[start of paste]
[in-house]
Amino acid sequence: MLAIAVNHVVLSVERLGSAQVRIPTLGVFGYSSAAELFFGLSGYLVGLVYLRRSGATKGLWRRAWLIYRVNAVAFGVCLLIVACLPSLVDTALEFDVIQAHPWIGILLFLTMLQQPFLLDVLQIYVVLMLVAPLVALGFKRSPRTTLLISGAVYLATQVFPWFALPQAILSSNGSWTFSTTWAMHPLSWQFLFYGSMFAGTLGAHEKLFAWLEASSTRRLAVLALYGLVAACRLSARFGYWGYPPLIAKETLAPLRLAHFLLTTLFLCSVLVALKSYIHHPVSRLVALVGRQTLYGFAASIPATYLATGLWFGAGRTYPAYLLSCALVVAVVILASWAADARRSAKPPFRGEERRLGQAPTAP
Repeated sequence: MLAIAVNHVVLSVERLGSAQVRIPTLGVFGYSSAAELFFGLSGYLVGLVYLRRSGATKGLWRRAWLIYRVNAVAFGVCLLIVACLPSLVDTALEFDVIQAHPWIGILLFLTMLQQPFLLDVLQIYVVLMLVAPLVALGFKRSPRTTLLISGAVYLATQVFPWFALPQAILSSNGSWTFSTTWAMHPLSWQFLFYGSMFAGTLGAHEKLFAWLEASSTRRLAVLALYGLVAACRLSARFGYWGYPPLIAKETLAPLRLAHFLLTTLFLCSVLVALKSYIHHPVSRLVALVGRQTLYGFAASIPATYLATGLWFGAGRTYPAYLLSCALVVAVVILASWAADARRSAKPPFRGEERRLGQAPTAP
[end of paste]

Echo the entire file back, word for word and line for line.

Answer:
[in-house]
Amino acid sequence: MLAIAVNHVVLSVERLGSAQVRIPTLGVFGYSSAAELFFGLSGYLVGLVYLRRSGATKGLWRRAWLIYRVNAVAFGVCLLIVACLPSLVDTALEFDVIQAHPWIGILLFLTMLQQPFLLDVLQIYVVLMLVAPLVALGFKRSPRTTLLISGAVYLATQVFPWFALPQAILSSNGSWTFSTTWAMHPLSWQFLFYGSMFAGTLGAHEKLFAWLEASSTRRLAVLALYGLVAACRLSARFGYWGYPPLIAKETLAPLRLAHFLLTTLFLCSVLVALKSYIHHPVSRLVALVGRQTLYGFAASIPATYLATGLWFGAGRTYPAYLLSCALVVAVVILASWAADARRSAKPPFRGEERRLGQAPTAP
Repeated sequence: MLAIAVNHVVLSVERLGSAQVRIPTLGVFGYSSAAELFFGLSGYLVGLVYLRRSGATKGLWRRAWLIYRVNAVAFGVCLLIVACLPSLVDTALEFDVIQAHPWIGILLFLTMLQQPFLLDVLQIYVVLMLVAPLVALGFKRSPRTTLLISGAVYLATQVFPWFALPQAILSSNGSWTFSTTWAMHPLSWQFLFYGSMFAGTLGAHEKLFAWLEASSTRRLAVLALYGLVAACRLSARFGYWGYPPLIAKETLAPLRLAHFLLTTLFLCSVLVALKSYIHHPVSRLVALVGRQTLYGFAASIPATYLATGLWFGAGRTYPAYLLSCALVVAVVILASWAADARRSAKPPFRGEERRLGQAPTAP